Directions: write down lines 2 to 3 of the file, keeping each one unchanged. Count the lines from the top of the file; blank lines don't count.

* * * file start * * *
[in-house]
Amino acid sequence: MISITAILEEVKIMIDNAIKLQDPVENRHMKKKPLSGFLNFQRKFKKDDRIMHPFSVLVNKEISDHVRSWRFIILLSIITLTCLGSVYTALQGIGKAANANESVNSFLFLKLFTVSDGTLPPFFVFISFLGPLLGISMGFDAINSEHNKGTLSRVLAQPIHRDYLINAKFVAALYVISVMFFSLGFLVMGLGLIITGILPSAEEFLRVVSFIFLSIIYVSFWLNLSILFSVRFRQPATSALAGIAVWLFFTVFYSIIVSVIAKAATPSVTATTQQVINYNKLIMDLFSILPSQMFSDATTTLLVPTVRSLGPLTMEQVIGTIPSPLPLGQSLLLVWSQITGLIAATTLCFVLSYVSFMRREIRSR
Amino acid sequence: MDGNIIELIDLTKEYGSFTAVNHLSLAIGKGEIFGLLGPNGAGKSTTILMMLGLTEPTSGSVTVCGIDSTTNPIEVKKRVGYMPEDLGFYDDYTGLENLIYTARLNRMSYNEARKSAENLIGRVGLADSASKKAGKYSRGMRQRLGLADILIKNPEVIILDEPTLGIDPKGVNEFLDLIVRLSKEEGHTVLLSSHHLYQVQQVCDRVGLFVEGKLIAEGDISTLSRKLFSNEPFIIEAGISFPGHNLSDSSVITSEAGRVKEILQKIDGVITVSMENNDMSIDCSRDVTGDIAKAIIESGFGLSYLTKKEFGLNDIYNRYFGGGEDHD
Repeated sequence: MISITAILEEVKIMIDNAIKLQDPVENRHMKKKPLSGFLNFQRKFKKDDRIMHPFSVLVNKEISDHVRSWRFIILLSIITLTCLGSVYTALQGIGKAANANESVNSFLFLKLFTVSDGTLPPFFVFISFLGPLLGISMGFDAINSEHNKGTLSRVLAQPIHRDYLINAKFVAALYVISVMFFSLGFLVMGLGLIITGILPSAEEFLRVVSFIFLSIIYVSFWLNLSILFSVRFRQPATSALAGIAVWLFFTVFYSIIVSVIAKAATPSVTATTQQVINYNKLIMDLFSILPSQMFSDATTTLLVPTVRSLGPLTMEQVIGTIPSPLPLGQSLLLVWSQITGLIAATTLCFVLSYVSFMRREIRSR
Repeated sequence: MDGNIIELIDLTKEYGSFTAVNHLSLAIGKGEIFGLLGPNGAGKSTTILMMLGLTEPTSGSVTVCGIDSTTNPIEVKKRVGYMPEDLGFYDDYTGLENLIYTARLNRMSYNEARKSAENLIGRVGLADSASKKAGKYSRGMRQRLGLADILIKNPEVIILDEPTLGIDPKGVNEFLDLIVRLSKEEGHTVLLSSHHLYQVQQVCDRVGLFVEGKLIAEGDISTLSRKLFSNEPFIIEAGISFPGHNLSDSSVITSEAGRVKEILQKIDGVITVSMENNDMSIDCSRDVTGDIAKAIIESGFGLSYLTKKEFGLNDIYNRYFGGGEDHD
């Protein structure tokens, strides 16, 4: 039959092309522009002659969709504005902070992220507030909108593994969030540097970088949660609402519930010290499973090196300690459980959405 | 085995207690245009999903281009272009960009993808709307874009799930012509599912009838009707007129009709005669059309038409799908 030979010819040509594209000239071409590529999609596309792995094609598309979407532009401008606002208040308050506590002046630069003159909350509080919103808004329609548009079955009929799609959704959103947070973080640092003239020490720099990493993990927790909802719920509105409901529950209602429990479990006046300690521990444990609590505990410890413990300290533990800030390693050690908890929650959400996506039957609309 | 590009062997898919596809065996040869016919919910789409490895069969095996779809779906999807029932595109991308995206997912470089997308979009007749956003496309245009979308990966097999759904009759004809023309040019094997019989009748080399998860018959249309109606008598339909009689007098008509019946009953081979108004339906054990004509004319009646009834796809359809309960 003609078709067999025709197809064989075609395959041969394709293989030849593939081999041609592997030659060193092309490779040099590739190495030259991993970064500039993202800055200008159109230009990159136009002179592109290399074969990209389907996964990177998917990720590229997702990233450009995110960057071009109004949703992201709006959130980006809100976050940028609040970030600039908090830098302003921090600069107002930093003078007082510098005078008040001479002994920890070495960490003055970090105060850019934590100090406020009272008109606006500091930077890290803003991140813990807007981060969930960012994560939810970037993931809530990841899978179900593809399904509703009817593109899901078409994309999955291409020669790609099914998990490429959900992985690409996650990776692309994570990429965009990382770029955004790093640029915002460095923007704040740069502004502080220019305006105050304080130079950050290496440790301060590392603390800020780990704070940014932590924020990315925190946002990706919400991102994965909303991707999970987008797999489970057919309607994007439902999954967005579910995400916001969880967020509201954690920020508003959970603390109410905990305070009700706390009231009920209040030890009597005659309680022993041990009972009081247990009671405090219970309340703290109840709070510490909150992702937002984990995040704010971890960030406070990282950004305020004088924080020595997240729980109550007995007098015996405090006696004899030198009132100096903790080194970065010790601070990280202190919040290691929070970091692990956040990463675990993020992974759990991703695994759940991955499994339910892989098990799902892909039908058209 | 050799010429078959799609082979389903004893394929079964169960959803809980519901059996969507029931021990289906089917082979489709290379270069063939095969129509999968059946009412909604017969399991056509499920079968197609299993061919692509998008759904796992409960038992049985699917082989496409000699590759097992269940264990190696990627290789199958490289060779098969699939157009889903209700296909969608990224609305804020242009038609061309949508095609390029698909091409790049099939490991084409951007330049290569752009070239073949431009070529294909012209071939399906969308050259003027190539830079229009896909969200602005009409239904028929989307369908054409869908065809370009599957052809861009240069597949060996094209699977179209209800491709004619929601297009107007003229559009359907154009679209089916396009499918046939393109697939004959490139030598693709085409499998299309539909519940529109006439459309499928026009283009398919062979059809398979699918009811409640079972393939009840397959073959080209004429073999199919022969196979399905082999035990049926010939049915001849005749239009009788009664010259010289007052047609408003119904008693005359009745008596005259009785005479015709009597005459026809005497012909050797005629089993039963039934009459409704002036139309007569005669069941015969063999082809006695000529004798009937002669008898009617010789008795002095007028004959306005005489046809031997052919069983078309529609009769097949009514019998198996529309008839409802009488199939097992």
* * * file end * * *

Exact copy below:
Amino acid sequence: MISITAILEEVKIMIDNAIKLQDPVENRHMKKKPLSGFLNFQRKFKKDDRIMHPFSVLVNKEISDHVRSWRFIILLSIITLTCLGSVYTALQGIGKAANANESVNSFLFLKLFTVSDGTLPPFFVFISFLGPLLGISMGFDAINSEHNKGTLSRVLAQPIHRDYLINAKFVAALYVISVMFFSLGFLVMGLGLIITGILPSAEEFLRVVSFIFLSIIYVSFWLNLSILFSVRFRQPATSALAGIAVWLFFTVFYSIIVSVIAKAATPSVTATTQQVINYNKLIMDLFSILPSQMFSDATTTLLVPTVRSLGPLTMEQVIGTIPSPLPLGQSLLLVWSQITGLIAATTLCFVLSYVSFMRREIRSR
Amino acid sequence: MDGNIIELIDLTKEYGSFTAVNHLSLAIGKGEIFGLLGPNGAGKSTTILMMLGLTEPTSGSVTVCGIDSTTNPIEVKKRVGYMPEDLGFYDDYTGLENLIYTARLNRMSYNEARKSAENLIGRVGLADSASKKAGKYSRGMRQRLGLADILIKNPEVIILDEPTLGIDPKGVNEFLDLIVRLSKEEGHTVLLSSHHLYQVQQVCDRVGLFVEGKLIAEGDISTLSRKLFSNEPFIIEAGISFPGHNLSDSSVITSEAGRVKEILQKIDGVITVSMENNDMSIDCSRDVTGDIAKAIIESGFGLSYLTKKEFGLNDIYNRYFGGGEDHD